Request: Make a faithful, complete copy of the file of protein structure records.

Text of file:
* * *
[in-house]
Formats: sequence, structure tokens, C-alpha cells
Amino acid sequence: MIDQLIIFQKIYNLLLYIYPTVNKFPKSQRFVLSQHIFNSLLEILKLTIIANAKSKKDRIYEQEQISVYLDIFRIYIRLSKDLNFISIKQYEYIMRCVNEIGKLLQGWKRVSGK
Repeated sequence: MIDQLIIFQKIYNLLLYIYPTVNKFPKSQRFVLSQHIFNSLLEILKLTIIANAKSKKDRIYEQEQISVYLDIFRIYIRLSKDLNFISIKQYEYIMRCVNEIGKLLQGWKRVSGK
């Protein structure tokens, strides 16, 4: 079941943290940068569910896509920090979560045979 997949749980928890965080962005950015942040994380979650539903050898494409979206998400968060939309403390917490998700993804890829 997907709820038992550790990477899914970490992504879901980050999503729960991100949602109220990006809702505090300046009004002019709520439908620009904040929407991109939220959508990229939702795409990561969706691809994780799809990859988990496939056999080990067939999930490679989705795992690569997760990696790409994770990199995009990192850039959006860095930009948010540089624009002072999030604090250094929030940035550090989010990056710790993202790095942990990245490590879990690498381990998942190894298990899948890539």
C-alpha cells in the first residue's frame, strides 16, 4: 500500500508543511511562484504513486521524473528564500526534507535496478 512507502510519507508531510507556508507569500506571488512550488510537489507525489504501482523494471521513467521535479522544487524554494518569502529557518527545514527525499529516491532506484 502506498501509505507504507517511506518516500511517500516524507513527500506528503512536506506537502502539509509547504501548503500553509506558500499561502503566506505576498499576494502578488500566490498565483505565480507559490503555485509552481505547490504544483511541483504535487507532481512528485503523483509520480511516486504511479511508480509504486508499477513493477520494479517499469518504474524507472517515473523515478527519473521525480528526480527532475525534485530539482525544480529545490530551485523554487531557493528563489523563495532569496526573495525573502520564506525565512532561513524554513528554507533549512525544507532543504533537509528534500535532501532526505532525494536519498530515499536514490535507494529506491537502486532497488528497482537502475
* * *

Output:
[in-house]
Formats: sequence, structure tokens, C-alpha cells
Amino acid sequence: MIDQLIIFQKIYNLLLYIYPTVNKFPKSQRFVLSQHIFNSLLEILKLTIIANAKSKKDRIYEQEQISVYLDIFRIYIRLSKDLNFISIKQYEYIMRCVNEIGKLLQGWKRVSGK
Repeated sequence: MIDQLIIFQKIYNLLLYIYPTVNKFPKSQRFVLSQHIFNSLLEILKLTIIANAKSKKDRIYEQEQISVYLDIFRIYIRLSKDLNFISIKQYEYIMRCVNEIGKLLQGWKRVSGK
């Protein structure tokens, strides 16, 4: 079941943290940068569910896509920090979560045979 997949749980928890965080962005950015942040994380979650539903050898494409979206998400968060939309403390917490998700993804890829 997907709820038992550790990477899914970490992504879901980050999503729960991100949602109220990006809702505090300046009004002019709520439908620009904040929407991109939220959508990229939702795409990561969706691809994780799809990859988990496939056999080990067939999930490679989705795992690569997760990696790409994770990199995009990192850039959006860095930009948010540089624009002072999030604090250094929030940035550090989010990056710790993202790095942990990245490590879990690498381990998942190894298990899948890539």
C-alpha cells in the first residue's frame, strides 16, 4: 500500500508543511511562484504513486521524473528564500526534507535496478 512507502510519507508531510507556508507569500506571488512550488510537489507525489504501482523494471521513467521535479522544487524554494518569502529557518527545514527525499529516491532506484 502506498501509505507504507517511506518516500511517500516524507513527500506528503512536506506537502502539509509547504501548503500553509506558500499561502503566506505576498499576494502578488500566490498565483505565480507559490503555485509552481505547490504544483511541483504535487507532481512528485503523483509520480511516486504511479511508480509504486508499477513493477520494479517499469518504474524507472517515473523515478527519473521525480528526480527532475525534485530539482525544480529545490530551485523554487531557493528563489523563495532569496526573495525573502520564506525565512532561513524554513528554507533549512525544507532543504533537509528534500535532501532526505532525494536519498530515499536514490535507494529506491537502486532497488528497482537502475